Summer has arrived which means you’ll be spending more time outdoors than ever. While lake days, picnics in the park and hiking are fun, it also puts you in closer contact with lots of allergens, including bees. For those with a bee allergy, it also means heightened vigilance due to increased bee activity. Here are some tips to stay safe this summer if you or a loved one has a bee allergy.
Understanding Bee Allergies
Bee allergies occur when your immune system overreacts to the venom in a bee sting, triggering an allergic reaction. Reactions can range from mild, such as localized swelling and pain, to severe, like anaphylaxis, which causes constriction of airways, lowered blood pressure and more, and requires immediate medical attention.
Carry an Epinephrine Auto-Injector
If you have been diagnosed with a bee allergy, always carry an epinephrine auto-injector. This device delivers a dose of medication that can counteract a severe allergic reaction. Ensure you know how to use it correctly, and that it's not expired.
Additionally, if you’re able, make sure at least one other person with you knows how to utilize the epinephrine auto injector in case you are unable to inject yourself for whatever reason.
Wear Appropriate Clothing
When outdoors, wear long-sleeved shirts, long pants, closed shoes, and a hat to minimize skin exposure. Light-colored clothing is less attractive to bees than dark or bright colors. Also, avoid floral prints that might mimic the flowers bees are attracted to.
Avoid Strong Scents
Bees are attracted to strong smells. Therefore, avoid wearing perfumes, scented lotions, or hair products that could easily resemble the scent of a flower it would collect pollen from. Also, be mindful of food scents, especially sugary drinks, as they can also attract bees.
Be Cautious in Bee-Favored Locations
Bees tend to gather around flowering plants, garbage cans, and water sources. If possible, avoid these areas, especially if you notice bees buzzing around.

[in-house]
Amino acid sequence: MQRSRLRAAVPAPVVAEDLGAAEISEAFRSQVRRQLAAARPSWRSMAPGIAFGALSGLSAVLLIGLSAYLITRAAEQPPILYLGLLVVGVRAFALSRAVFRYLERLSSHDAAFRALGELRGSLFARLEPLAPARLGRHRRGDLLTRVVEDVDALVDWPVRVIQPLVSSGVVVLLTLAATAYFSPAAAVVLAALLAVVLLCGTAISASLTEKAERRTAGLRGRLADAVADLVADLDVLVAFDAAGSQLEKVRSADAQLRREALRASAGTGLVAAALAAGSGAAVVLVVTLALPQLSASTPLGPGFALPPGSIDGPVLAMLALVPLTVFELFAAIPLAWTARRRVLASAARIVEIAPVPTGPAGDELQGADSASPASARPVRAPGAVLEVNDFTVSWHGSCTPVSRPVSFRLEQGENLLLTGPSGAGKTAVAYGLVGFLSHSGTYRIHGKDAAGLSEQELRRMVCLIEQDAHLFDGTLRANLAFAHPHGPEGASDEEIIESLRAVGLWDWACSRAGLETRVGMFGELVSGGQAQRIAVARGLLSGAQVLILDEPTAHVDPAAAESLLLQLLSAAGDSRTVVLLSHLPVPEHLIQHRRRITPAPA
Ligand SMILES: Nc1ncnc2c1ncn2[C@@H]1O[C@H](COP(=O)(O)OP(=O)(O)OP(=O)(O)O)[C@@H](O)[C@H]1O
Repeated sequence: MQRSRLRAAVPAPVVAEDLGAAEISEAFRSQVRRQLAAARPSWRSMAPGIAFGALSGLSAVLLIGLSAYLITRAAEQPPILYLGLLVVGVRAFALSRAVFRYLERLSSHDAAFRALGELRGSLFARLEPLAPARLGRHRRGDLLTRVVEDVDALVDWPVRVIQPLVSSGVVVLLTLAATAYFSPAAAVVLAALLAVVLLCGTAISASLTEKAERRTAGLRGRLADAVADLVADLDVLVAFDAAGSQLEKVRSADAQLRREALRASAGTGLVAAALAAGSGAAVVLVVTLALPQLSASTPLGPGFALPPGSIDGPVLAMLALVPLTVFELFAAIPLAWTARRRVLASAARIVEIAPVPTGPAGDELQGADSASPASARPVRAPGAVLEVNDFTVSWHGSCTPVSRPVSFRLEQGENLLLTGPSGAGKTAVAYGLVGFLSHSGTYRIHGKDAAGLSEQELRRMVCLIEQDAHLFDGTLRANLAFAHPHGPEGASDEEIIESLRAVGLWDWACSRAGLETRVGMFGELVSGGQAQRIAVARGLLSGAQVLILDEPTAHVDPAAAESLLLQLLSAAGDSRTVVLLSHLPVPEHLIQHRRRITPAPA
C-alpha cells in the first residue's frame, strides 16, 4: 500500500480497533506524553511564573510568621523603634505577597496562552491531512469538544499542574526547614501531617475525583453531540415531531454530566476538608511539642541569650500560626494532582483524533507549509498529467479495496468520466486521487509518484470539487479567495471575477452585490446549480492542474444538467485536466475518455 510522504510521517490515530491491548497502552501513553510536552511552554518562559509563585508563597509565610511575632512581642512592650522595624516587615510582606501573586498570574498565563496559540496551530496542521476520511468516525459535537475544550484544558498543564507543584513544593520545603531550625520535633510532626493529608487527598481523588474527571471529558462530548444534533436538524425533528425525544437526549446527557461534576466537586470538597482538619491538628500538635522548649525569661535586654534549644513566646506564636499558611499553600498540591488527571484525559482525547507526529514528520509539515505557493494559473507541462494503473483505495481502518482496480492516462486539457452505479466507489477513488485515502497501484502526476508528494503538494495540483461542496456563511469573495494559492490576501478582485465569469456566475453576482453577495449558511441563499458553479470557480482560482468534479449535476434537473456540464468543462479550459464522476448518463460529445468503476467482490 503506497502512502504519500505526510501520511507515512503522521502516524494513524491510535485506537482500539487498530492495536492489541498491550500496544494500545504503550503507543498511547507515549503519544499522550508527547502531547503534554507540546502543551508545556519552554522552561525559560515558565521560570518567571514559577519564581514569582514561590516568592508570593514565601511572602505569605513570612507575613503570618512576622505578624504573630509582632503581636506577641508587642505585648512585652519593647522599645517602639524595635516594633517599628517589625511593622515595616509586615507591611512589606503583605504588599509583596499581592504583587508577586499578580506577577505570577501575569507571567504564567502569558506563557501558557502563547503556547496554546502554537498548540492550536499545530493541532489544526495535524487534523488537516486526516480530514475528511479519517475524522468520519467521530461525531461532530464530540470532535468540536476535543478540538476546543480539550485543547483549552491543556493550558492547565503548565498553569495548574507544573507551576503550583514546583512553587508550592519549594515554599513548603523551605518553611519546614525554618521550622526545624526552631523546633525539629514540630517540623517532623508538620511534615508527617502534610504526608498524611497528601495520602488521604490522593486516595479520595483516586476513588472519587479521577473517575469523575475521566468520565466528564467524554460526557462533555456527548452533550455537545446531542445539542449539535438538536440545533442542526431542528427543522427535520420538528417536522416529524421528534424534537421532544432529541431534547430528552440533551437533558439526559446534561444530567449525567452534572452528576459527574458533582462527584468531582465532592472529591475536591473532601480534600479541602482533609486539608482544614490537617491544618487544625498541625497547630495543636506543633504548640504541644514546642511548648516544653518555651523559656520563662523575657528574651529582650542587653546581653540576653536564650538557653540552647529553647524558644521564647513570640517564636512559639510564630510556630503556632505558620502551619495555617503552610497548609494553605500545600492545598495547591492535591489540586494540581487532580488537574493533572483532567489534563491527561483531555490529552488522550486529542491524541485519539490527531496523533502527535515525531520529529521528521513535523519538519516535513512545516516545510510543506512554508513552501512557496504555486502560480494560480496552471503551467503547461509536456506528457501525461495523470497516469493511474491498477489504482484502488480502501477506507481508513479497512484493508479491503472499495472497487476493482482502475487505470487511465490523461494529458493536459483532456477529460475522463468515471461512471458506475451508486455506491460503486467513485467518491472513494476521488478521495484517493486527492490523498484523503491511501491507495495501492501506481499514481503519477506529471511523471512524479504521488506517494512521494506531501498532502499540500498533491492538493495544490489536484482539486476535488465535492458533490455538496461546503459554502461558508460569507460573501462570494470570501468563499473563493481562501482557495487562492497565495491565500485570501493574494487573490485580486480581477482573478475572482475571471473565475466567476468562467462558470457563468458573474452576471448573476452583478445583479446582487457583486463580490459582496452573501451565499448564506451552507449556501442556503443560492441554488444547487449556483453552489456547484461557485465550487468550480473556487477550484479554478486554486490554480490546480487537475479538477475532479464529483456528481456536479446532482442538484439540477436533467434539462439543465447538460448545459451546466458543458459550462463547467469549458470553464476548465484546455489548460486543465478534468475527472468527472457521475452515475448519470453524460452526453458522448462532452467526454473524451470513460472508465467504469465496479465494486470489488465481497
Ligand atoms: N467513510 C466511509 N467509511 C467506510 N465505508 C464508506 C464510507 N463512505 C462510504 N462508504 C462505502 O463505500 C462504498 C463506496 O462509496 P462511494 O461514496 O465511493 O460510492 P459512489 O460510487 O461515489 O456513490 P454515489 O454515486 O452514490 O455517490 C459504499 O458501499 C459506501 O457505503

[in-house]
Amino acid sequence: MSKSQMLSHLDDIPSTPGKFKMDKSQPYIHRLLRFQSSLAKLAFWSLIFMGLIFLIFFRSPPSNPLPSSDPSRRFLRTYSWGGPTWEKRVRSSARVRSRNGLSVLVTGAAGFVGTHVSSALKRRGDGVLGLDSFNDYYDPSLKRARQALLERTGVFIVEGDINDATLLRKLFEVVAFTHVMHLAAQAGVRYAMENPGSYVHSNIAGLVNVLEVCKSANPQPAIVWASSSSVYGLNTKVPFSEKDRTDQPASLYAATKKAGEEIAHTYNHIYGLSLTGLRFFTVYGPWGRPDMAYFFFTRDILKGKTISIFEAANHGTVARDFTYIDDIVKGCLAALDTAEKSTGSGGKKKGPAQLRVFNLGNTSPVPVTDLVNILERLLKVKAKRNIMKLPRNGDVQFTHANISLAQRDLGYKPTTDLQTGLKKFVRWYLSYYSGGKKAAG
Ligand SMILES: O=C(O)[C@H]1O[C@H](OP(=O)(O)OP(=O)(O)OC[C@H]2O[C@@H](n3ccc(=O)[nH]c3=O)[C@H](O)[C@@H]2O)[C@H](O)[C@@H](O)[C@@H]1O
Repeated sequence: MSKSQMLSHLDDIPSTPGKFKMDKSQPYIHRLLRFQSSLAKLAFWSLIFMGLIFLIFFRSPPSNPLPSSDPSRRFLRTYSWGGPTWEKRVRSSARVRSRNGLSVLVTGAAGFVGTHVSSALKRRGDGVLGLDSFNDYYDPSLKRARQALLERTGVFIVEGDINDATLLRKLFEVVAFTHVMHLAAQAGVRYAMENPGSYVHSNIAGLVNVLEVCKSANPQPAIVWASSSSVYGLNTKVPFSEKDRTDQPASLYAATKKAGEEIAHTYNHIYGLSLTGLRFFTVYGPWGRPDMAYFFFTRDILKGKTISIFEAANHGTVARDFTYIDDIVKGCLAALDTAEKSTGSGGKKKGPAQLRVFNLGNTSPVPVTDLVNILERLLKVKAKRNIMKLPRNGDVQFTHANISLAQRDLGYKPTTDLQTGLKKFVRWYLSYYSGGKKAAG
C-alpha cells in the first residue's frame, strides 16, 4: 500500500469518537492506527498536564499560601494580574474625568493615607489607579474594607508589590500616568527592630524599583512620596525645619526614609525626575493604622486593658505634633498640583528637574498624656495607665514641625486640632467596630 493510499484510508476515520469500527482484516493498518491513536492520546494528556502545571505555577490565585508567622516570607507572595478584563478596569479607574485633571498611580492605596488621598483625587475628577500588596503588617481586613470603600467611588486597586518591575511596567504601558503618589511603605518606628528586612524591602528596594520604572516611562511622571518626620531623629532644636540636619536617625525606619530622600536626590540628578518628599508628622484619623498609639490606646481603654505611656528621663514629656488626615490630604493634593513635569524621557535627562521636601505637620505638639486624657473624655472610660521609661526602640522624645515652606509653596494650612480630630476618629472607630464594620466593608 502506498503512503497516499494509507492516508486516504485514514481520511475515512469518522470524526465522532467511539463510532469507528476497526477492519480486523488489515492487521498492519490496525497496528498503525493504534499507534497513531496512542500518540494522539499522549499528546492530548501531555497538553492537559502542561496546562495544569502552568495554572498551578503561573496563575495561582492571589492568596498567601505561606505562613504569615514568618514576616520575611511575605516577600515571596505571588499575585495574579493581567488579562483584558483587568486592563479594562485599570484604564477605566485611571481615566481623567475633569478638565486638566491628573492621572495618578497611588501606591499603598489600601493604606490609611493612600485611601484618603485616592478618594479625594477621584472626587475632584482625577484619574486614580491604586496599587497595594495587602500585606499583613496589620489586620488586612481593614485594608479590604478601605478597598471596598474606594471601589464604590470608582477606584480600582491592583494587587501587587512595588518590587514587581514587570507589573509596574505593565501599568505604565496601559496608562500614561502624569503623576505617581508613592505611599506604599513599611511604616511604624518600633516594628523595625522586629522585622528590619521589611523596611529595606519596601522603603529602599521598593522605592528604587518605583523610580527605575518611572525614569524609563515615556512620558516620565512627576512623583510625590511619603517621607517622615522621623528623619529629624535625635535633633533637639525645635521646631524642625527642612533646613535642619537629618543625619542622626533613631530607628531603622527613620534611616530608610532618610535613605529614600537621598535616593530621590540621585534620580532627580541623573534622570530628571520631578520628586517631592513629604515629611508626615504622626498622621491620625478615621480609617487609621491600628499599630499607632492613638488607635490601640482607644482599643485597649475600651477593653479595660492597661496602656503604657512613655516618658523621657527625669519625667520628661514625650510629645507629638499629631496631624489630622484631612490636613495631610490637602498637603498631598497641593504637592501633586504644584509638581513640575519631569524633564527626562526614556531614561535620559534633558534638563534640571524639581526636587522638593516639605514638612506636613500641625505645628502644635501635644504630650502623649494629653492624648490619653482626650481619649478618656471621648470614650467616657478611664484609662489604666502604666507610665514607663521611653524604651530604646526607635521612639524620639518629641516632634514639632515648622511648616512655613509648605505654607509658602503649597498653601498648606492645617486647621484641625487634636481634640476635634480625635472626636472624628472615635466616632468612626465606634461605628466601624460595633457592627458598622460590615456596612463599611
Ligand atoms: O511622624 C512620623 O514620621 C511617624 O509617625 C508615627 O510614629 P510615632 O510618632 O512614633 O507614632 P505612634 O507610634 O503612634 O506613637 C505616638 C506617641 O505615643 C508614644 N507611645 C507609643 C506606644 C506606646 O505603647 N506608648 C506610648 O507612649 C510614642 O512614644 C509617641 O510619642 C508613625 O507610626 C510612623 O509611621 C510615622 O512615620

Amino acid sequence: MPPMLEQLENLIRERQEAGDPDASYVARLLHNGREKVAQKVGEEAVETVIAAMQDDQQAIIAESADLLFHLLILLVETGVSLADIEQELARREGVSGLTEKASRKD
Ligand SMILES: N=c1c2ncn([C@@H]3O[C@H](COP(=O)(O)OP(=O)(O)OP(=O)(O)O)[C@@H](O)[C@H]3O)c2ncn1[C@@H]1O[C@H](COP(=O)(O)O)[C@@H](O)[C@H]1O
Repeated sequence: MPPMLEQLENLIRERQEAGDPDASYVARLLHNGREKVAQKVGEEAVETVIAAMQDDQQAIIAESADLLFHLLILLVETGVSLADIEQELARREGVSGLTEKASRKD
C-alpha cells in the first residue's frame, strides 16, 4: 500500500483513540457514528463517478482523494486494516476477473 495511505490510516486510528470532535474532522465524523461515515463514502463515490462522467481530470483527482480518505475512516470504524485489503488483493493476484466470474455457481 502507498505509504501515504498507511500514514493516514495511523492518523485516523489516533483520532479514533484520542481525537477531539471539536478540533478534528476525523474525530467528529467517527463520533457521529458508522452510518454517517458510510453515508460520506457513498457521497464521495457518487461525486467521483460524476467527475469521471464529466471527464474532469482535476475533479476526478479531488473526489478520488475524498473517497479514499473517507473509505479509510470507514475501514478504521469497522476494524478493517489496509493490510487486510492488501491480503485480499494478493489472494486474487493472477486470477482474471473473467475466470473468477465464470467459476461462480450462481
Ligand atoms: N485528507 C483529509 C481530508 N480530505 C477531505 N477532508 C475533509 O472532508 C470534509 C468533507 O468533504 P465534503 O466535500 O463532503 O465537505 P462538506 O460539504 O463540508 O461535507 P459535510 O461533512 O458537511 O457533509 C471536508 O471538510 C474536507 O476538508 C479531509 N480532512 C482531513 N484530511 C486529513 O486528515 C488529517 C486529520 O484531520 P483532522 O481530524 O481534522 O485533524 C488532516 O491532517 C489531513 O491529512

If you’re on a hike where flowering plants are pretty much unavoidable, be extra diligent about your clothing choices.
Regularly Inspect Your Property
Regularly check your property for signs of bee nests. Look out for small holes in the ground, hollow trees, or eaves of buildings. If you find a nest, don't attempt to remove it yourself. Instead, contact a professional pest control service.
Know the Signs of Anaphylaxis
Anaphylaxis is a severe allergic reaction that can be life-threatening. Symptoms can include difficulty breathing, swelling of the throat, rapid pulse, dizziness, or loss of consciousness. If you suspect anaphylaxis after a bee sting, administer the epinephrine auto-injector and call emergency services immediately.
Create an Emergency Plan
If you're allergic to bees, having an emergency action plan is crucial. This plan should include what to do in case of a bee sting, including how to use the epinephrine auto-injector, emergency contact numbers, and important medical information. Share this plan with family members, friends, and co-workers.
Consult an Allergist
If you've had a severe reaction to a bee sting, consult an allergist. They can conduct tests to confirm a bee venom allergy and may recommend venom immunotherapy. This treatment involves regular injections of small amounts of bee venom to help your body become less sensitive to it.
Living with a bee allergy can seem daunting, especially during the summer. However, with the right precautions and preparations, you can enjoy your favorite outdoor activities while keeping safe. Always remember, if you experience a severe allergic reaction, seek immediate medical help. Your safety is the most important thing.